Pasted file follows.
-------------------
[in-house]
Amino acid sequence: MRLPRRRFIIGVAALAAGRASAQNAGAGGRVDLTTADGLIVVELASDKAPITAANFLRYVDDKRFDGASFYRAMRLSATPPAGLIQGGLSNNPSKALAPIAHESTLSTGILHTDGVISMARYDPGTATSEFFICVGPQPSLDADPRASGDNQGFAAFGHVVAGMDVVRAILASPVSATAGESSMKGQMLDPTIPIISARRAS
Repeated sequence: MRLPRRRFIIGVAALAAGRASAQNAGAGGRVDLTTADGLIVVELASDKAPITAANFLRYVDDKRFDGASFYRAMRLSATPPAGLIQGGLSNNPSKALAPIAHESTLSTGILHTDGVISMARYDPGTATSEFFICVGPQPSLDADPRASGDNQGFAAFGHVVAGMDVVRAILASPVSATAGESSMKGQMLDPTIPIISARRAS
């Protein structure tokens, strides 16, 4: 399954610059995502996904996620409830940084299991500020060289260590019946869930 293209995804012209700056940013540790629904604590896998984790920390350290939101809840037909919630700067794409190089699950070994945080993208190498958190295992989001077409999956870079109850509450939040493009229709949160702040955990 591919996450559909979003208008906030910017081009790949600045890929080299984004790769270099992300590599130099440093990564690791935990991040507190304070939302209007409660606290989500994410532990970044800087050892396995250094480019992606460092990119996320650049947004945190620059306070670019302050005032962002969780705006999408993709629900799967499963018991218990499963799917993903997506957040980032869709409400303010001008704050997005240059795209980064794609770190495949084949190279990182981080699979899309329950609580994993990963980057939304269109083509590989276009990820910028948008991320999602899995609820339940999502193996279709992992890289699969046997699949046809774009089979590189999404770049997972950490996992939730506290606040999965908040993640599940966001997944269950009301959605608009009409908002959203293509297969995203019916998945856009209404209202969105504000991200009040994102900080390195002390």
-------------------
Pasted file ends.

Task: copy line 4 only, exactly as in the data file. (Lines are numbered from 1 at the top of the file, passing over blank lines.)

């Protein structure tokens, strides 16, 4: 399954610059995502996904996620409830940084299991500020060289260590019946869930 293209995804012209700056940013540790629904604590896998984790920390350290939101809840037909919630700067794409190089699950070994945080993208190498958190295992989001077409999956870079109850509450939040493009229709949160702040955990 591919996450559909979003208008906030910017081009790949600045890929080299984004790769270099992300590599130099440093990564690791935990991040507190304070939302209007409660606290989500994410532990970044800087050892396995250094480019992606460092990119996320650049947004945190620059306070670019302050005032962002969780705006999408993709629900799967499963018991218990499963799917993903997506957040980032869709409400303010001008704050997005240059795209980064794609770190495949084949190279990182981080699979899309329950609580994993990963980057939304269109083509590989276009990820910028948008991320999602899995609820339940999502193996279709992992890289699969046997699949046809774009089979590189999404770049997972950490996992939730506290606040999965908040993640599940966001997944269950009301959605608009009409908002959203293509297969995203019916998945856009209404209202969105504000991200009040994102900080390195002390």